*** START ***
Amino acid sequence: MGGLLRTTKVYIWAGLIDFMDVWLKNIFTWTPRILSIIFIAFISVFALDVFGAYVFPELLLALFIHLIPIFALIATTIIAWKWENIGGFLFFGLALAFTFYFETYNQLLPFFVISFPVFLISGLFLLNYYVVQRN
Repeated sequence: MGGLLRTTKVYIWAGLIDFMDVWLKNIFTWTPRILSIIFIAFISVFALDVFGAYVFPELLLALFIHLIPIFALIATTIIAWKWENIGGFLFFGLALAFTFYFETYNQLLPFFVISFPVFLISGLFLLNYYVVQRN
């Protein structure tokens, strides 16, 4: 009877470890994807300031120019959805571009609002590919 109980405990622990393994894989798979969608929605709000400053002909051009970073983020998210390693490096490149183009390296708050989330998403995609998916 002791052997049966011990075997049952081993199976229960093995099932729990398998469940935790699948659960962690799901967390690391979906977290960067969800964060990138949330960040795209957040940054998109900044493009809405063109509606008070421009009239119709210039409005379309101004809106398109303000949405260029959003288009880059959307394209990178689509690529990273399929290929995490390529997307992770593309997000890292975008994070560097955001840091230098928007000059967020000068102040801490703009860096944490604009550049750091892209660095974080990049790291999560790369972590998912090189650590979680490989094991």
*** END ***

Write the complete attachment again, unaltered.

Amino acid sequence: MGGLLRTTKVYIWAGLIDFMDVWLKNIFTWTPRILSIIFIAFISVFALDVFGAYVFPELLLALFIHLIPIFALIATTIIAWKWENIGGFLFFGLALAFTFYFETYNQLLPFFVISFPVFLISGLFLLNYYVVQRN
Repeated sequence: MGGLLRTTKVYIWAGLIDFMDVWLKNIFTWTPRILSIIFIAFISVFALDVFGAYVFPELLLALFIHLIPIFALIATTIIAWKWENIGGFLFFGLALAFTFYFETYNQLLPFFVISFPVFLISGLFLLNYYVVQRN
């Protein structure tokens, strides 16, 4: 009877470890994807300031120019959805571009609002590919 109980405990622990393994894989798979969608929605709000400053002909051009970073983020998210390693490096490149183009390296708050989330998403995609998916 002791052997049966011990075997049952081993199976229960093995099932729990398998469940935790699948659960962690799901967390690391979906977290960067969800964060990138949330960040795209957040940054998109900044493009809405063109509606008070421009009239119709210039409005379309101004809106398109303000949405260029959003288009880059959307394209990178689509690529990273399929290929995490390529997307992770593309997000890292975008994070560097955001840091230098928007000059967020000068102040801490703009860096944490604009550049750091892209660095974080990049790291999560790369972590998912090189650590979680490989094991």